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Love conquers all. Life goes on. Such humanist clichés seem particularly hollow in the shadow of the Holocaust—or when employed in a Holocaust film, even one that’s meant to be humorous. Yet the Holocaust comedy shows no sign of faltering, especially with foreign-film Oscar nominations virtually guaranteed for credible examples of the genre. Although Jan (Cozy Dens) Hrebejk’s Divided We Fall didn’t follow Life Is Beautiful all the way to winning the award, it is getting an American commercial release—rare for Czech films these days—and respectful reviews. Beginning in German-occupied Czechoslovakia in 1943, the film recounts the nativity story of the archly named Marie (Anna Siskova) and Josef (Boleslav Polivka), who find enough room at their inn for a former neighbor: Jewish concentration-camp escapee David (Csongor Kassai). At first, they have to hide David only from their overbearing German-born friend Horst (Jaroslav Dusek), a Nazi collaborator who shares some of the spoils of the black market in hopes of seducing Marie. When she definitively rejects him, Horst decides to move a Nazi official into the couple’s house. To prevent this, Marie announces that she’s pregnant—even though Josef’s sterility is a badly kept secret in the neighborhood. Now Marie and Josef need an immaculate conception—or a sperm donation from their clandestine boarder. Born in the ’60s, Hrebejk and writer Petr Jarchovsky (who adapted the script from his own novel) call themselves “Velvet Generation” filmmakers; their parable ends with an ironic hint of Czechoslovakia’s “rebirth” under another form of tyranny. Despite some subtle performances—notably from Polivka—the film is fundamentally a farce, set in an era that resists the form. The result isn’t exactly dishonest, but it does seem off-key.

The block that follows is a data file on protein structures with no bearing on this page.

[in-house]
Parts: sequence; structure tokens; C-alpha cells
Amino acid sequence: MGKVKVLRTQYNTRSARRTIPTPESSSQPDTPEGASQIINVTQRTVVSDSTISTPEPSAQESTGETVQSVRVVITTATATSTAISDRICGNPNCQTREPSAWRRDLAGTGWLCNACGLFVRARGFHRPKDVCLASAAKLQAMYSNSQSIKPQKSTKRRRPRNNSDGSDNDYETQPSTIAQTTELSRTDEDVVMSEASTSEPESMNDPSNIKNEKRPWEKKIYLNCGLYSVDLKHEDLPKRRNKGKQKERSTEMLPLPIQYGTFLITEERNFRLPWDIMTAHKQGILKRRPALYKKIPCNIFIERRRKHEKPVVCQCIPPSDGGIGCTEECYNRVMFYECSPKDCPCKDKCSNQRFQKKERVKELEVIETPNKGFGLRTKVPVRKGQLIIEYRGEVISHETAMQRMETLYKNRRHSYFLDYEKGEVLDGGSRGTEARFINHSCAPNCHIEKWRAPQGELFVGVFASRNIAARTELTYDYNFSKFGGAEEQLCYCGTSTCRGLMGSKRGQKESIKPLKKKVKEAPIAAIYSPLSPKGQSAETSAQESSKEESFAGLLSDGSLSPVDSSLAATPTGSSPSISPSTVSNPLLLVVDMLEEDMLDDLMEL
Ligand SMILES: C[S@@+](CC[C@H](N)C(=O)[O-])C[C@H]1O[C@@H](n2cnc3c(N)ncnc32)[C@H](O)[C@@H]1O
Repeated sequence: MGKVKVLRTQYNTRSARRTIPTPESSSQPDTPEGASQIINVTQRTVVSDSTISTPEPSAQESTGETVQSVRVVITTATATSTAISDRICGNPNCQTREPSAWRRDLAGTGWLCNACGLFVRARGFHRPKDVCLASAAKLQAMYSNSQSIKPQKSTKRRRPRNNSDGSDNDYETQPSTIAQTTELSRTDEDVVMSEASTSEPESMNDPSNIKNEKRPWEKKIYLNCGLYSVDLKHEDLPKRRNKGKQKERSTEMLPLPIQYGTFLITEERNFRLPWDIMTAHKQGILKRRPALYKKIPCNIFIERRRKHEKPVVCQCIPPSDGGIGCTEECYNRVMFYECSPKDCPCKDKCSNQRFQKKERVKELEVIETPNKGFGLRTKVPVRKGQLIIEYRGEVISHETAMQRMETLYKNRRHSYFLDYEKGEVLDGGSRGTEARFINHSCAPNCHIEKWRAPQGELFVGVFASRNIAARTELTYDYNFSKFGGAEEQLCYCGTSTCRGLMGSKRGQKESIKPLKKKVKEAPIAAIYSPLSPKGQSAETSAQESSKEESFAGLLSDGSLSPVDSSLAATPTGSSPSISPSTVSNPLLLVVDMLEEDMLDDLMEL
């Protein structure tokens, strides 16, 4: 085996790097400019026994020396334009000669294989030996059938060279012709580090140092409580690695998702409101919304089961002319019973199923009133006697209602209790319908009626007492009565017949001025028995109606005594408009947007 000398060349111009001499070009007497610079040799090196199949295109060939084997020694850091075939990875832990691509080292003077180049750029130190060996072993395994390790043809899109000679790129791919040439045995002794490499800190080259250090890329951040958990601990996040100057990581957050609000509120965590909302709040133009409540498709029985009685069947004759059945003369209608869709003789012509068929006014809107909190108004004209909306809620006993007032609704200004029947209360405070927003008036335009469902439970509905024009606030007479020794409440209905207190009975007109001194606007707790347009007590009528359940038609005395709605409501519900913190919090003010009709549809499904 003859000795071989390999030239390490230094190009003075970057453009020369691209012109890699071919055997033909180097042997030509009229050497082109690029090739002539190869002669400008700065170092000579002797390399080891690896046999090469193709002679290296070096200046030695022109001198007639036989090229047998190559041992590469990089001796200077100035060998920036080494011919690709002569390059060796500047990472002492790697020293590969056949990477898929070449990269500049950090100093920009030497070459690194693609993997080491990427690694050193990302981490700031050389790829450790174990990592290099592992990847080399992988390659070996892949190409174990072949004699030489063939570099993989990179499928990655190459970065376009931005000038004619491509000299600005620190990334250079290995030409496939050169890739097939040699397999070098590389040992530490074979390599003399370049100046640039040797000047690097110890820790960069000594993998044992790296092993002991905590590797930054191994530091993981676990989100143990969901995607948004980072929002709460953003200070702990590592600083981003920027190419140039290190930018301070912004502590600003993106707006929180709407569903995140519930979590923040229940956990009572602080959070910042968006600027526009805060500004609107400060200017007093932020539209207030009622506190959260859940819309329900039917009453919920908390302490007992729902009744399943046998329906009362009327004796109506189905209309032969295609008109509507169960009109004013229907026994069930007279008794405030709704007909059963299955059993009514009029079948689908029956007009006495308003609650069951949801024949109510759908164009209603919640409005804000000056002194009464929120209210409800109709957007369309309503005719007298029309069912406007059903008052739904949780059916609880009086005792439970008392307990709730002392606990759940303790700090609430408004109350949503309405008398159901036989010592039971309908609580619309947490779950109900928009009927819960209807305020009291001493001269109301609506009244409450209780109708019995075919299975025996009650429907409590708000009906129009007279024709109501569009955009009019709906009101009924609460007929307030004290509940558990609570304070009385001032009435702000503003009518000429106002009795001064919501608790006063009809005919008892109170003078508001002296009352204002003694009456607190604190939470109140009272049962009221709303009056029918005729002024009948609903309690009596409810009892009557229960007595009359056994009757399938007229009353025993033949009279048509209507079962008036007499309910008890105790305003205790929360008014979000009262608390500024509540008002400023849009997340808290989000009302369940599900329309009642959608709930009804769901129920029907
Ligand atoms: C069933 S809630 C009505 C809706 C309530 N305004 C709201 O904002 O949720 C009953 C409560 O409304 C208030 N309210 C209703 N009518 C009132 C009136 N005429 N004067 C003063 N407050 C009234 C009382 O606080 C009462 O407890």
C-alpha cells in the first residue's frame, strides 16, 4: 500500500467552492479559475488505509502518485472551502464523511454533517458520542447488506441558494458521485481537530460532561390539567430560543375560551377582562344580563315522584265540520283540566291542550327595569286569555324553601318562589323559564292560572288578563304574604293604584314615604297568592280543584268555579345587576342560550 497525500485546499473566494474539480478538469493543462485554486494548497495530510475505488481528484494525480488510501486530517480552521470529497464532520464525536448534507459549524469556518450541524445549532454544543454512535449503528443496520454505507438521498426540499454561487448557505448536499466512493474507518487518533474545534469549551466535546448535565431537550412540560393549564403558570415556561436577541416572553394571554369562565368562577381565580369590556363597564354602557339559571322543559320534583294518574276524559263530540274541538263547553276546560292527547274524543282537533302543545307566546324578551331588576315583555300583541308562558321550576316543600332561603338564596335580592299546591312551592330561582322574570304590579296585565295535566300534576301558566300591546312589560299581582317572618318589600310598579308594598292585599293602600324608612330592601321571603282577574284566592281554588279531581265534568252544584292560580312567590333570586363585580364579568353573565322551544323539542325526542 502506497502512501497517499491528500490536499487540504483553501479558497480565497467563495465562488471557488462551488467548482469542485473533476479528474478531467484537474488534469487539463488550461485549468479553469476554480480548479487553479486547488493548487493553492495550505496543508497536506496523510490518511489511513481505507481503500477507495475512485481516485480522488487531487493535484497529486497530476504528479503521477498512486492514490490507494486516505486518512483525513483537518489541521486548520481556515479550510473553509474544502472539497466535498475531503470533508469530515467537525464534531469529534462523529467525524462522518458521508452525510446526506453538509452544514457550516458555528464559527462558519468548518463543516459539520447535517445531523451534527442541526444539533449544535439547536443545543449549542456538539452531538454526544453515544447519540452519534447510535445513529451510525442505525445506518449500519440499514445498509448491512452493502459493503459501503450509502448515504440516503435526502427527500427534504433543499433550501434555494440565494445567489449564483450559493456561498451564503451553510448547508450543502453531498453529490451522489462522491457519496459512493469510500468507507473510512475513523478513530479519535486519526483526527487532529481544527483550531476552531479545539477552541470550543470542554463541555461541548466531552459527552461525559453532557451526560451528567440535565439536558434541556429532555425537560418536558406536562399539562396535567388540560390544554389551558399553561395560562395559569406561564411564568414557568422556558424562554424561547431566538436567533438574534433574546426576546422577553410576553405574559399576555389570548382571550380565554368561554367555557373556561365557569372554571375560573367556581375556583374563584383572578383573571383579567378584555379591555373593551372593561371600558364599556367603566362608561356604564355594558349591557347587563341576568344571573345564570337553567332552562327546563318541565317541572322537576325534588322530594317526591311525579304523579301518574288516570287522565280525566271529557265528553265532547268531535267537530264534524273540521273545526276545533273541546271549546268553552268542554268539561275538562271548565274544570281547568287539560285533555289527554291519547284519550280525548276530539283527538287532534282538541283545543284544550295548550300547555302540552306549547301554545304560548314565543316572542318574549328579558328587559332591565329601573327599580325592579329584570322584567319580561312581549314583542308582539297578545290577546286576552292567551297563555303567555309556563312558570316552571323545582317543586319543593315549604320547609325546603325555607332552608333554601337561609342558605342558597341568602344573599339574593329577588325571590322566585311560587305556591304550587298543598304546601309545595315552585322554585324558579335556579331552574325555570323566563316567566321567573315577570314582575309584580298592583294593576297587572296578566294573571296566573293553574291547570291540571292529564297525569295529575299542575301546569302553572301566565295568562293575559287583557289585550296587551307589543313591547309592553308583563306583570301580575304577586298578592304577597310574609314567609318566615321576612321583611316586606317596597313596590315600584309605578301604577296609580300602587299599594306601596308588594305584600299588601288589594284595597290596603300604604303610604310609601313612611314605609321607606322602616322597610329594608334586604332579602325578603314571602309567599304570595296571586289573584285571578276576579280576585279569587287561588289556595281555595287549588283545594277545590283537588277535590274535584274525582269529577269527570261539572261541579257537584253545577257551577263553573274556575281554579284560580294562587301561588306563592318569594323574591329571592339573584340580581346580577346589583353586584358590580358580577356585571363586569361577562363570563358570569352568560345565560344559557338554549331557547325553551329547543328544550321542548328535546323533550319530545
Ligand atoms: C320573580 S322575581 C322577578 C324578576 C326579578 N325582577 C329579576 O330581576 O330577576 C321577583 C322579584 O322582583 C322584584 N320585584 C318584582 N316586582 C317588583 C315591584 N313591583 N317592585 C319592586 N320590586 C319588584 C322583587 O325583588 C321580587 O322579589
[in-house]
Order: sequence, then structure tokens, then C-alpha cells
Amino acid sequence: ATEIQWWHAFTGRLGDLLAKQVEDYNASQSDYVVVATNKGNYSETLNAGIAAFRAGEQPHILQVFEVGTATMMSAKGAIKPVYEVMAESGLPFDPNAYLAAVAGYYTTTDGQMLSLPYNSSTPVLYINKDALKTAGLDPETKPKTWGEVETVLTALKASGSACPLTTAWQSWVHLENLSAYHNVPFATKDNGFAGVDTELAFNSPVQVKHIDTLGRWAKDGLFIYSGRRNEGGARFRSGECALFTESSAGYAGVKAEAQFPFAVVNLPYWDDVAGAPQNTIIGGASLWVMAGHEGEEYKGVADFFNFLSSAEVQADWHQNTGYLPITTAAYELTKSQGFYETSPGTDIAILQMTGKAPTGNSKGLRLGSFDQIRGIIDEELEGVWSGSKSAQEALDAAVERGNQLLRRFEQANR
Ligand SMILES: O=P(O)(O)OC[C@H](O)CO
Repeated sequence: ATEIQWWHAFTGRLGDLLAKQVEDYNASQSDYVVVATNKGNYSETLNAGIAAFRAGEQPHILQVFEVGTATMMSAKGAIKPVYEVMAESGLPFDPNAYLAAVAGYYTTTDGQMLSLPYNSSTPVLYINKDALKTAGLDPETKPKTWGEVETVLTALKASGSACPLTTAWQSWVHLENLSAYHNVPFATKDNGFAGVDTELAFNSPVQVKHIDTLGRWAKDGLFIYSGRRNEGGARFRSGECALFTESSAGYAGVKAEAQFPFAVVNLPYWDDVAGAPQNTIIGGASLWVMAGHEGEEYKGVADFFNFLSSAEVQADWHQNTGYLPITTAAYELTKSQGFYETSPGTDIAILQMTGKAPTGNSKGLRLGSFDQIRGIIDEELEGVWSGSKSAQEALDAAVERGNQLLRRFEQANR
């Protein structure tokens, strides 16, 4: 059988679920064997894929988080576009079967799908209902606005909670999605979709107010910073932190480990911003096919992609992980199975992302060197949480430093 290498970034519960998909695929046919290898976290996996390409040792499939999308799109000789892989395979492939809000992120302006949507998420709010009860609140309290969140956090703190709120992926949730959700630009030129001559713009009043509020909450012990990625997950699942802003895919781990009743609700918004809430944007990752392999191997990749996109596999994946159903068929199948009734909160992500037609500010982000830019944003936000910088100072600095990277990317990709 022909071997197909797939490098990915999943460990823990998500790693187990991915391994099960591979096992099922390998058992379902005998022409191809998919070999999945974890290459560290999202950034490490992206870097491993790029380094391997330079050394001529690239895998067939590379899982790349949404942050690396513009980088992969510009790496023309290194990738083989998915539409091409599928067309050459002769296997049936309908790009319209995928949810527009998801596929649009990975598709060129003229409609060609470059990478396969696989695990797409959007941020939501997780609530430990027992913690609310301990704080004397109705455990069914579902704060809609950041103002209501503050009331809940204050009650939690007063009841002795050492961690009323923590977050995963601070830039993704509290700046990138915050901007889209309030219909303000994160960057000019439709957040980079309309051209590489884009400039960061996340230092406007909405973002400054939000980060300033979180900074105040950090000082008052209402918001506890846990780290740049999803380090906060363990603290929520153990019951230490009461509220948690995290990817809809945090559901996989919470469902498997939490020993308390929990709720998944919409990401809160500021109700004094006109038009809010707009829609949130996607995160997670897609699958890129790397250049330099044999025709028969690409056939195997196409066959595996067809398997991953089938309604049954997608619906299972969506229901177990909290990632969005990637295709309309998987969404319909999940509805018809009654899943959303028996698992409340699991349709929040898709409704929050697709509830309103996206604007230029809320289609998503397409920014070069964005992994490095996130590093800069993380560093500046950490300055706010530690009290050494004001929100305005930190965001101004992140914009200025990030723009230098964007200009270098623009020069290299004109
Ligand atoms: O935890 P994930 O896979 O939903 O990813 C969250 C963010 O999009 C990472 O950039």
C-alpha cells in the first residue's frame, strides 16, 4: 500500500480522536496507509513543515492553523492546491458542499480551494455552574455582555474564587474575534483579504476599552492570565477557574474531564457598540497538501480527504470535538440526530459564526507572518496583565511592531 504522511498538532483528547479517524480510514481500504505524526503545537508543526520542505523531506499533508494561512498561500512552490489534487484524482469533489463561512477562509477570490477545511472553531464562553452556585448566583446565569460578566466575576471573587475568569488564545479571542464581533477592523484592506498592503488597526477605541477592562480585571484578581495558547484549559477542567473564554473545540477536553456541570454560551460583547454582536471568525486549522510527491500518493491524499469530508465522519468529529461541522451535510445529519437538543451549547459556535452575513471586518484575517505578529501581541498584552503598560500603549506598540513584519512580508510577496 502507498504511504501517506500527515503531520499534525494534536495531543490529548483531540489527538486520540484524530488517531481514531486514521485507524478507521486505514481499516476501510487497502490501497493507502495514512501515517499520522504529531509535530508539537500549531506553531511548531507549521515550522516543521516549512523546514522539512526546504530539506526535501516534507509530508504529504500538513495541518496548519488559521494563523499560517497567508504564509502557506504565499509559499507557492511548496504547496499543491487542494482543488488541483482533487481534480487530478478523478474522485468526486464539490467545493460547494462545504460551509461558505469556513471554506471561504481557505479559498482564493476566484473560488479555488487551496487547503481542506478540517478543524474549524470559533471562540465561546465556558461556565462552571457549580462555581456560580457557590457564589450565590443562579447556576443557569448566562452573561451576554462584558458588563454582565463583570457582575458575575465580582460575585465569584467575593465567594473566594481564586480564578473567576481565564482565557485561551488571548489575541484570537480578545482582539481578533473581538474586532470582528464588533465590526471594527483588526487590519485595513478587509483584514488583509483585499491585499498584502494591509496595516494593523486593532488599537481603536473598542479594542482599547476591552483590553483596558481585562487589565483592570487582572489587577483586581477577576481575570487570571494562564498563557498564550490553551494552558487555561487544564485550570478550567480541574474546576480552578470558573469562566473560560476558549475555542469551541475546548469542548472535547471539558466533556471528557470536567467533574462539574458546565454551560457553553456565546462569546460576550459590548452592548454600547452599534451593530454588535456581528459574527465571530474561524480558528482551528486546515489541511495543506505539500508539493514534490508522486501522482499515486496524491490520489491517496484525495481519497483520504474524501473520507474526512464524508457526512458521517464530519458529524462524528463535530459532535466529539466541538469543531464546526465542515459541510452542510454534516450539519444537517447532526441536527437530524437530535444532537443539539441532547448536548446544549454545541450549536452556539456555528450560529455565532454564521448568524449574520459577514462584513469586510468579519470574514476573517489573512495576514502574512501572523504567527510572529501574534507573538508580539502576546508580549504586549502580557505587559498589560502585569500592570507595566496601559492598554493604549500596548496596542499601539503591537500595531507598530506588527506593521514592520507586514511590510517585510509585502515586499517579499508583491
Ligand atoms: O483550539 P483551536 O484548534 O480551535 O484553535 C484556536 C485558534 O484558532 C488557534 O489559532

—Mark Jenkins